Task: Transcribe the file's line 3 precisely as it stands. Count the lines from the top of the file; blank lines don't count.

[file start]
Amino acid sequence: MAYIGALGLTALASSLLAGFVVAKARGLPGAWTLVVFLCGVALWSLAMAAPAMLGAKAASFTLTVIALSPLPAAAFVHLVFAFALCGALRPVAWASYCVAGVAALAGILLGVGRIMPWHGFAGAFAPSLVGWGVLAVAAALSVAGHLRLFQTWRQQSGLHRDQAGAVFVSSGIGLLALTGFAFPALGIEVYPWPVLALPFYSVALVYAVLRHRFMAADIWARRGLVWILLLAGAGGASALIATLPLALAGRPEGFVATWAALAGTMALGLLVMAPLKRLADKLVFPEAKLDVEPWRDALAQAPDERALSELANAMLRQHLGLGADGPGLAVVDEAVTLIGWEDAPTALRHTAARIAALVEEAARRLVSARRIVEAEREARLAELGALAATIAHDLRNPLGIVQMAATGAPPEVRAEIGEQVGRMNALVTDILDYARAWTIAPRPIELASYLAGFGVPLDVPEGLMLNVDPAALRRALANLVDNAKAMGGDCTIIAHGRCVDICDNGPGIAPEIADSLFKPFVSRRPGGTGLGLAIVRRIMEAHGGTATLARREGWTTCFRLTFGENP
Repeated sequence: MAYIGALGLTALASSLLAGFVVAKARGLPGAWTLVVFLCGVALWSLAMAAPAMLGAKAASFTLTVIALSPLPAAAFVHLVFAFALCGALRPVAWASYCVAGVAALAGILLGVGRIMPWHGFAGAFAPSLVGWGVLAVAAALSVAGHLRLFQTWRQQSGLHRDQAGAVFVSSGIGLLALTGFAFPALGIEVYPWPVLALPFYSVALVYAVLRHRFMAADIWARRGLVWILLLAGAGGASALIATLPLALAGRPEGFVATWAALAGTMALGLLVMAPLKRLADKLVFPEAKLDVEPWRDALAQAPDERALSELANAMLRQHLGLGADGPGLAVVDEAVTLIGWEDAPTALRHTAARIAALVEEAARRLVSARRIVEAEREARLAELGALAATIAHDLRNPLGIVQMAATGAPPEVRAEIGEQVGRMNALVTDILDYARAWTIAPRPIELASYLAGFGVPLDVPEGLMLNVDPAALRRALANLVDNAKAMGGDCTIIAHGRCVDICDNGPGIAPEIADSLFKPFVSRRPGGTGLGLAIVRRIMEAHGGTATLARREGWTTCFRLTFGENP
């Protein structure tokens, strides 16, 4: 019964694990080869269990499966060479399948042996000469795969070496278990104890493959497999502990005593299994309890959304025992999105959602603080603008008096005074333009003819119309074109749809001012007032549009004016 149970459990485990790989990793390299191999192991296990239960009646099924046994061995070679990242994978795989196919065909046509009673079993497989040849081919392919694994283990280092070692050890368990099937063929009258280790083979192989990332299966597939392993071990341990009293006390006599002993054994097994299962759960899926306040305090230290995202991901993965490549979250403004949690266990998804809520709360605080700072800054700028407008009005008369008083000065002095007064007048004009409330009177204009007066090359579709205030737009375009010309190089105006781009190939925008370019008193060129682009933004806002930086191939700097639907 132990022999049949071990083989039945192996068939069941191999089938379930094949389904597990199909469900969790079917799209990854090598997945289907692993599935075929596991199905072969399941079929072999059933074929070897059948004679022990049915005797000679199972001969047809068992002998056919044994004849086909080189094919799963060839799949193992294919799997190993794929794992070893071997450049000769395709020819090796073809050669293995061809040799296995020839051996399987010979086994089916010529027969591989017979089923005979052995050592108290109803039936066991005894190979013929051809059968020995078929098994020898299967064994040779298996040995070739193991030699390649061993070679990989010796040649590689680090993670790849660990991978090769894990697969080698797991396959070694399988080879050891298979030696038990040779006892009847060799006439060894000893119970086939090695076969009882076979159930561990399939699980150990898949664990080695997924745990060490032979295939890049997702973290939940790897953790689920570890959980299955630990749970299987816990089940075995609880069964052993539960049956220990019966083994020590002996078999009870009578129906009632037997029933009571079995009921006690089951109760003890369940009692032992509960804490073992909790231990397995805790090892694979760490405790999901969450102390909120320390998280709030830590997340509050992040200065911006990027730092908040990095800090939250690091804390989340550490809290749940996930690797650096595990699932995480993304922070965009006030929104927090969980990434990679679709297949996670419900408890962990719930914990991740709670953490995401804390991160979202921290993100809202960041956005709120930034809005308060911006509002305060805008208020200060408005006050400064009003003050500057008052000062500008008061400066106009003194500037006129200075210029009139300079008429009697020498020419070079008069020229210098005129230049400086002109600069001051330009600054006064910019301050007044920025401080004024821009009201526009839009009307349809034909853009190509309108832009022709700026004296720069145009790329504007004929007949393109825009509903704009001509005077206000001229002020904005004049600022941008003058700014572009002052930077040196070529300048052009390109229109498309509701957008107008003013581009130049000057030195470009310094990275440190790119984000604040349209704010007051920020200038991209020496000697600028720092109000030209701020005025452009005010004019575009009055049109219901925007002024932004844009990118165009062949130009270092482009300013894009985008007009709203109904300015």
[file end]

């Protein structure tokens, strides 16, 4: 019964694990080869269990499966060479399948042996000469795969070496278990104890493959497999502990005593299994309890959304025992999105959602603080603008008096005074333009003819119309074109749809001012007032549009004016 149970459990485990790989990793390299191999192991296990239960009646099924046994061995070679990242994978795989196919065909046509009673079993497989040849081919392919694994283990280092070692050890368990099937063929009258280790083979192989990332299966597939392993071990341990009293006390006599002993054994097994299962759960899926306040305090230290995202991901993965490549979250403004949690266990998804809520709360605080700072800054700028407008009005008369008083000065002095007064007048004009409330009177204009007066090359579709205030737009375009010309190089105006781009190939925008370019008193060129682009933004806002930086191939700097639907 132990022999049949071990083989039945192996068939069941191999089938379930094949389904597990199909469900969790079917799209990854090598997945289907692993599935075929596991199905072969399941079929072999059933074929070897059948004679022990049915005797000679199972001969047809068992002998056919044994004849086909080189094919799963060839799949193992294919799997190993794929794992070893071997450049000769395709020819090796073809050669293995061809040799296995020839051996399987010979086994089916010529027969591989017979089923005979052995050592108290109803039936066991005894190979013929051809059968020995078929098994020898299967064994040779298996040995070739193991030699390649061993070679990989010796040649590689680090993670790849660990991978090769894990697969080698797991396959070694399988080879050891298979030696038990040779006892009847060799006439060894000893119970086939090695076969009882076979159930561990399939699980150990898949664990080695997924745990060490032979295939890049997702973290939940790897953790689920570890959980299955630990749970299987816990089940075995609880069964052993539960049956220990019966083994020590002996078999009870009578129906009632037997029933009571079995009921006690089951109760003890369940009692032992509960804490073992909790231990397995805790090892694979760490405790999901969450102390909120320390998280709030830590997340509050992040200065911006990027730092908040990095800090939250690091804390989340550490809290749940996930690797650096595990699932995480993304922070965009006030929104927090969980990434990679679709297949996670419900408890962990719930914990991740709670953490995401804390991160979202921290993100809202960041956005709120930034809005308060911006509002305060805008208020200060408005006050400064009003003050500057008052000062500008008061400066106009003194500037006129200075210029009139300079008429009697020498020419070079008069020229210098005129230049400086002109600069001051330009600054006064910019301050007044920025401080004024821009009201526009839009009307349809034909853009190509309108832009022709700026004296720069145009790329504007004929007949393109825009509903704009001509005077206000001229002020904005004049600022941008003058700014572009002052930077040196070529300048052009390109229109498309509701957008107008003013581009130049000057030195470009310094990275440190790119984000604040349209704010007051920020200038991209020496000697600028720092109000030209701020005025452009005010004019575009009055049109219901925007002024932004844009990118165009062949130009270092482009300013894009985008007009709203109904300015």